Wednesday, March 28, 2007

Troubled times at United way?

From The Chronicle of Philanthropy, an article about some issues of great concern to health and human services agencies that traditionally benefit from the United Way...

(this is also a good follow up to this blog's discussion a few weeks ago about the role of designations in changing philanthropy)

Arts, Education Groups Getting Bigger Share of United Way Aid

As United Ways give donors more control over where their gifts go, the organizations are increasingly giving a bigger share of their funds to arts and education groups, reports the Los Angeles Times (link to LA Times story).

Since the early 1990s, the percentage of donors who direct money to pet causes has increased significantly, to 25 percent, the article says, leaving less money for United Way to distribute to groups that were traditionally the organization’s beneficiaries, such as Catholic Charities and Salvation Army.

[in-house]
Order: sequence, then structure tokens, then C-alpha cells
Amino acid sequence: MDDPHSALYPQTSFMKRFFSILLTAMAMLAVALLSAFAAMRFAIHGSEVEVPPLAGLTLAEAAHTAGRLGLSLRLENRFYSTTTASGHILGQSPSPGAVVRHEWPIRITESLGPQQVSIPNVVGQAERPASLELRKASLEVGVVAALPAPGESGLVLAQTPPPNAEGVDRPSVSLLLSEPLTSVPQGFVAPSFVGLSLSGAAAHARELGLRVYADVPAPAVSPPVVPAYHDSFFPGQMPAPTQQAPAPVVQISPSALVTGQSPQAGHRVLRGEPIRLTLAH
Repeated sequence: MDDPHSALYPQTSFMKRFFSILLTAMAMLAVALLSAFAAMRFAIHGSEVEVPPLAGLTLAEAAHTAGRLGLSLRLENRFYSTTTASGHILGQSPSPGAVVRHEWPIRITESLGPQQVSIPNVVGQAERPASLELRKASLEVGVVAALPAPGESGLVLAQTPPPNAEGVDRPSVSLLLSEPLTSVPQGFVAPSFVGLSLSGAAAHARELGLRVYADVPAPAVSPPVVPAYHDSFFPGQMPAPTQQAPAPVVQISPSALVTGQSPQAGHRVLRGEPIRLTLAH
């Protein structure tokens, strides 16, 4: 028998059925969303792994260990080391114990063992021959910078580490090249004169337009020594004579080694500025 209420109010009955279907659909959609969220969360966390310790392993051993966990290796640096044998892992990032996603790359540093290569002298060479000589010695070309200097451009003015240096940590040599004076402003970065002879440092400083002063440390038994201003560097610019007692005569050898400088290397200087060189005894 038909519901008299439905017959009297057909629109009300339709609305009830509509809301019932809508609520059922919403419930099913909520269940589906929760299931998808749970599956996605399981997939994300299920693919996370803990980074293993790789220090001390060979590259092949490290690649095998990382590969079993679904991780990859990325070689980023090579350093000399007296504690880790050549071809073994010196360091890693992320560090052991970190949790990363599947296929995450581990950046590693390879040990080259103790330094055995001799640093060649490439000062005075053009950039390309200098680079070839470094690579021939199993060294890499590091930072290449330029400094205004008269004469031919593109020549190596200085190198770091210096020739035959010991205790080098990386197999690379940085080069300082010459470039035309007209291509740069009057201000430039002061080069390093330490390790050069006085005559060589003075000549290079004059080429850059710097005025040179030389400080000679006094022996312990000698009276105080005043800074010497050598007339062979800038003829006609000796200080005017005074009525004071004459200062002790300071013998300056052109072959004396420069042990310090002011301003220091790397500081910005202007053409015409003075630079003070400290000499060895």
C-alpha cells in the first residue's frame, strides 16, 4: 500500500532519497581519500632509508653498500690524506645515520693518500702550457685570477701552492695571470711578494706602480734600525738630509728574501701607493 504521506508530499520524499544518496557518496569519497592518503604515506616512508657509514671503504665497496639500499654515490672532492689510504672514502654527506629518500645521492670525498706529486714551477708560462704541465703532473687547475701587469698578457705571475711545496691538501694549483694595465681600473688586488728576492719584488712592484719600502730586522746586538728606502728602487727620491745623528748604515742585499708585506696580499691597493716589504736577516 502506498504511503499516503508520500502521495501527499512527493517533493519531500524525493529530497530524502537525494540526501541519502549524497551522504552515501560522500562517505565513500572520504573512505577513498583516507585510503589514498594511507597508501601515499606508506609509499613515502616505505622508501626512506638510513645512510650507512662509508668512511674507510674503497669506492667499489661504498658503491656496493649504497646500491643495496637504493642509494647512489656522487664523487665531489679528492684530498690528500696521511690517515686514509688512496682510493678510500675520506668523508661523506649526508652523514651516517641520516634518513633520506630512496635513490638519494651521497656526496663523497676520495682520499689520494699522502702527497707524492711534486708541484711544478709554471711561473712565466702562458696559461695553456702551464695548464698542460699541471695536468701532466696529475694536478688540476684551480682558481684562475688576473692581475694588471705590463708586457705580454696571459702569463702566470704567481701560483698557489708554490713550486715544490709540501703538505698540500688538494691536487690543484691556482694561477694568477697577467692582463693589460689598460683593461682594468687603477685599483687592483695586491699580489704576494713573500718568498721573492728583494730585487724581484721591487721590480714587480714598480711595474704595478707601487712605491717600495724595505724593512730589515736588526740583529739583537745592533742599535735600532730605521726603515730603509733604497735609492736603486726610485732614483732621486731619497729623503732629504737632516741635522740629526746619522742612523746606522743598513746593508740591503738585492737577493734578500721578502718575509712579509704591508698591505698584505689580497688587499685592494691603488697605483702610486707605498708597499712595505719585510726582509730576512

The percentage of donors who earmark their gifts was even higher in Los Angeles—around 66 percent—and local museums, operas, private schools, and universities have benefited. The head of the United Way in Los Angeles has pledged to change the ratio of directed-to-nondirected to half and half.

But nonprofit experts said convincing donors to shift money from beloved institutions to what the newspaper calls “skid row medical clinics and after-school programs for the disadvantaged” would not be easy.

Elise Buik, president of the United Way of Greater Los Angeles, said she would possibly ask donors to give money twice, splitting donations between their pet causes and organizations that provide social services.